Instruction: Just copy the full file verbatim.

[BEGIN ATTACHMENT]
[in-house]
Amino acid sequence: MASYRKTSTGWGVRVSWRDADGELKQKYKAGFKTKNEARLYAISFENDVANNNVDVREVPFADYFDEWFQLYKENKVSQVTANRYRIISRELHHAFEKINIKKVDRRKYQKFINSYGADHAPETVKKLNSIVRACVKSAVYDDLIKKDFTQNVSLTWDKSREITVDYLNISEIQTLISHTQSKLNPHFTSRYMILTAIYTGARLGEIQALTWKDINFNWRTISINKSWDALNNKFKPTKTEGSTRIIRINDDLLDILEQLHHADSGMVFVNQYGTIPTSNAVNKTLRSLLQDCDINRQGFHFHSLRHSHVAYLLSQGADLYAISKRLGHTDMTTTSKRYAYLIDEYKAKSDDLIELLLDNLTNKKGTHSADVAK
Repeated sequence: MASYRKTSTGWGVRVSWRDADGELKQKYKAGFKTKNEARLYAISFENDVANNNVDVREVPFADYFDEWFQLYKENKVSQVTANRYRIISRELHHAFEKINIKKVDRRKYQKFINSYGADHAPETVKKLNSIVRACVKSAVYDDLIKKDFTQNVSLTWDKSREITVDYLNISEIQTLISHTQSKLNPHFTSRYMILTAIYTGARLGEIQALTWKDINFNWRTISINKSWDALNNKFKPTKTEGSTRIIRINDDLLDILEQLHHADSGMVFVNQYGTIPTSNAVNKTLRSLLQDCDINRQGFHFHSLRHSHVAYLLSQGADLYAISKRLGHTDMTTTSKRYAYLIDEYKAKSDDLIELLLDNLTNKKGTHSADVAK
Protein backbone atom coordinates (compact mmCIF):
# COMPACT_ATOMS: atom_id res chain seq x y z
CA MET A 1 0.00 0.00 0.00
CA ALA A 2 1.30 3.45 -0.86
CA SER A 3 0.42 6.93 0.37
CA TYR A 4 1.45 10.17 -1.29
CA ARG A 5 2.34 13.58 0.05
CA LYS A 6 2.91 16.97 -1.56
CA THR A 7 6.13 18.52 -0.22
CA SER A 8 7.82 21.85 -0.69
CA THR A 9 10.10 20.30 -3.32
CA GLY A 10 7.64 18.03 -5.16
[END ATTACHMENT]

[in-house]
Amino acid sequence: MASYRKTSTGWGVRVSWRDADGELKQKYKAGFKTKNEARLYAISFENDVANNNVDVREVPFADYFDEWFQLYKENKVSQVTANRYRIISRELHHAFEKINIKKVDRRKYQKFINSYGADHAPETVKKLNSIVRACVKSAVYDDLIKKDFTQNVSLTWDKSREITVDYLNISEIQTLISHTQSKLNPHFTSRYMILTAIYTGARLGEIQALTWKDINFNWRTISINKSWDALNNKFKPTKTEGSTRIIRINDDLLDILEQLHHADSGMVFVNQYGTIPTSNAVNKTLRSLLQDCDINRQGFHFHSLRHSHVAYLLSQGADLYAISKRLGHTDMTTTSKRYAYLIDEYKAKSDDLIELLLDNLTNKKGTHSADVAK
Repeated sequence: MASYRKTSTGWGVRVSWRDADGELKQKYKAGFKTKNEARLYAISFENDVANNNVDVREVPFADYFDEWFQLYKENKVSQVTANRYRIISRELHHAFEKINIKKVDRRKYQKFINSYGADHAPETVKKLNSIVRACVKSAVYDDLIKKDFTQNVSLTWDKSREITVDYLNISEIQTLISHTQSKLNPHFTSRYMILTAIYTGARLGEIQALTWKDINFNWRTISINKSWDALNNKFKPTKTEGSTRIIRINDDLLDILEQLHHADSGMVFVNQYGTIPTSNAVNKTLRSLLQDCDINRQGFHFHSLRHSHVAYLLSQGADLYAISKRLGHTDMTTTSKRYAYLIDEYKAKSDDLIELLLDNLTNKKGTHSADVAK
Protein backbone atom coordinates (compact mmCIF):
# COMPACT_ATOMS: atom_id res chain seq x y z
CA MET A 1 0.00 0.00 0.00
CA ALA A 2 1.30 3.45 -0.86
CA SER A 3 0.42 6.93 0.37
CA TYR A 4 1.45 10.17 -1.29
CA ARG A 5 2.34 13.58 0.05
CA LYS A 6 2.91 16.97 -1.56
CA THR A 7 6.13 18.52 -0.22
CA SER A 8 7.82 21.85 -0.69
CA THR A 9 10.10 20.30 -3.32
CA GLY A 10 7.64 18.03 -5.16